Review: There's nothing medium about Guillermo del Toro's tremendous 'Nightmare Alley'
Guillermo del Toro won an Oscar for turning a guppy into a Playgirl centerfold. No shame, if that was your thing, but I’m a little more revved up by watching Barbara Stanwyck check into Cate Blanchett's body like it’s a motel in “Nightmare Alley,” del Toro’s delicious new noir fable.
In movies like “The Shape of Water” (the one with the hot fish) and “Pan’s Labyrinth,” the Mexican auteur burrowed into supernatural nightmares and turned them inside out. His latest film, which is out in theaters this week, almost pointedly eschews the creature feature game. Instead, del Toro sticks an electrode into the silvery corpse of a Turner Classic Movies marathon and cranks up the juice.
A cautionary tale of greed versus survival that skulks around under the specter of horrors both unknowable and mundane, “Nightmare Alley” is the big score that fans of golden age cinema have been waiting for.
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The film is based on William Lindsay Gresham’s 1940s novel of the same name; Tyrone Power starred in a previous film adaptation. In a dark world of murder and mock mysticism, drifter Stanton Carlisle (Bradley Cooper, never better) falls in with a traveling carnival run by a crooked barker (Willem Dafoe). He learns the kayfabe of the big top — the fortune telling scam artistry of medium Zeena and her alcoholic husband (Toni Collette and David Strathairn), the shocking secrets of Molly the electric girl (Rooney Mara) and, crucially, the way to break a man into becoming a chicken-eating “geek.”
To riff on the conventional wisdom of an episode of “30 Rock,” you should never follow a carny to a second location, and Molly disobeys this advice to strike out with Stanton as a duo act. They bring a slick medium schtick to swanky dinner theaters around the country, and soon they've traded circus wagons for penthouses. But, this being noir, Stanton soon strays at the sight of fabulously glamorous psychologist Lillian Ritter (played by Blanchett with throaty cackles, like the evil twin of her character in "Carol").
They team up to fleece the rich, powerful and grieving. It doesn’t take a psychic to know that it’s easier to make new dead people than to channel the old ones.
With such a colorful concept, you might ask, “Hey, what moment sticks with you the most in ‘Nightmare Alley’?” To which I would whisper reverently, as if you had walked late into midnight mass, “Yes.”
It’s a femme fatale festival in here. Cooper gets naked and washes up in Collette’s rented clawfoot bathtub; they make out and I gasp.
Cate Blanchett, wearing an immaculately tailored skirt suit and with her hair styled into a Roosevelt-era butter sculpture, communicates both lust and rage toward Cooper in a voice that suggests she took elocution lessons from a jaguar; I need to be carried out of the theater by someone trained in CPR.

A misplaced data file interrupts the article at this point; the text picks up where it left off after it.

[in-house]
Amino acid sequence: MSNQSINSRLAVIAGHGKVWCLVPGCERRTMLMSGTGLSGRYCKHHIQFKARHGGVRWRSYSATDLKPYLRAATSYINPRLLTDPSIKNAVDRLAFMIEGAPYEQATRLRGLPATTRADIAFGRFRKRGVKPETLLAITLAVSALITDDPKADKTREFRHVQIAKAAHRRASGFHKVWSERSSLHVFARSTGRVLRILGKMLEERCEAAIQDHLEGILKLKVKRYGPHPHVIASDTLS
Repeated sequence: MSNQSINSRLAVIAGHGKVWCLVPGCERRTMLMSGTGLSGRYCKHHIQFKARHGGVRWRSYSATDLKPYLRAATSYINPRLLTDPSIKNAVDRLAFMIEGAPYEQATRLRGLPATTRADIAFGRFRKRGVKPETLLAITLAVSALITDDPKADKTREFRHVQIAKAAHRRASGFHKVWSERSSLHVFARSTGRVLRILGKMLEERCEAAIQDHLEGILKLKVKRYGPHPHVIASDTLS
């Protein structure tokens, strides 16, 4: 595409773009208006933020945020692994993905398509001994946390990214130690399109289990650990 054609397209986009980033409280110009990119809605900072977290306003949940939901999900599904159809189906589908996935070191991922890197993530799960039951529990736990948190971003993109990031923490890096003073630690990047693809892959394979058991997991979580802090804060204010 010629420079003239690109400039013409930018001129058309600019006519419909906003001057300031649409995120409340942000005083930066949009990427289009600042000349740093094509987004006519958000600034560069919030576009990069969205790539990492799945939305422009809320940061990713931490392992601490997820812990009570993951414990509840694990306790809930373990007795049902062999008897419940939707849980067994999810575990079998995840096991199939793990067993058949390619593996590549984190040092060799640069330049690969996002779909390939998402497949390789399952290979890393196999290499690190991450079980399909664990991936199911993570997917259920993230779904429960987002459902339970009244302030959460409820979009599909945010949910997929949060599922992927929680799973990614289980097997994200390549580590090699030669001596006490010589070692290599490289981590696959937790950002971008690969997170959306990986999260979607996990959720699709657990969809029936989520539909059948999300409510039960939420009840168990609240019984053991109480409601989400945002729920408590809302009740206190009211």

And then "Nightmare Alley" delights with an ending so brutally, deliciously grim that you’ll need to rewatch the whole thing again as soon as possible? Hey, the theater industry needs your support, and I had already vacated my seat to receive immediate medical attention.
It’s not just period-picture flash. Del Toro’s giving the people what they want with “Nightmare Alley,” no matter who those people are. The story’s mix of hard-boiled crime and real interpersonal drama, as embodied by the tragic hubris of one Stanton Carlisle, is never far from the center. I mean, don't get it wrong, the film’s approach to style is canny. Opulent art deco sets carved from gold and marble and spooky retro carnival trappings take their places in these familiar cinematic shadows.
But del Toro, cinematographer Dan Laustsen and production designer Tamara Deverell transform familiar feelings into fairytale phantoms. The whole movie seems to glow. The director is obviously a fan of the source material and its ilk. This being a del Toro joint, you know that there’s a certain amount of magic to be expected, even if it’s not “real” sorcery. Turns out, when a filmmaker obsessed with monsters and ghost stories takes on a pulp thriller, you get equal parts Tim Burton and Billy Wilder. (This is a compliment.) You’re just as likely to witness a spectral maiden bleeding in the impossibly blue snow as you are the kind of fadeouts that used to transport Veronica Lake from scene to scene.
Like any good fable, “Nightmare Alley” is rich with ancient wisdom, too. “Folks’ll pay good money just to feel better,” Dafoe’s carnival boss says early on. More quotables for your throw pillows: It ain’t hope if it’s a lie, people are desperate to tell you who they are, and sometimes the cracks within a person become a hollow.
The tortoise and the hare have nothing on the homicidal hunk and the scheming shrink. Aesop also didn’t have nearly as many double entendres. Ah, well. His loss.
Starring: Bradley Cooper, Cate Blanchett, Rooney Mara, Toni Collette
Director: Guillermo del Toro
Rated: R for some sexual content, nudity, language, strong/bloody violence
Running time: 2 hours, 30 minutes
Watch: In theaters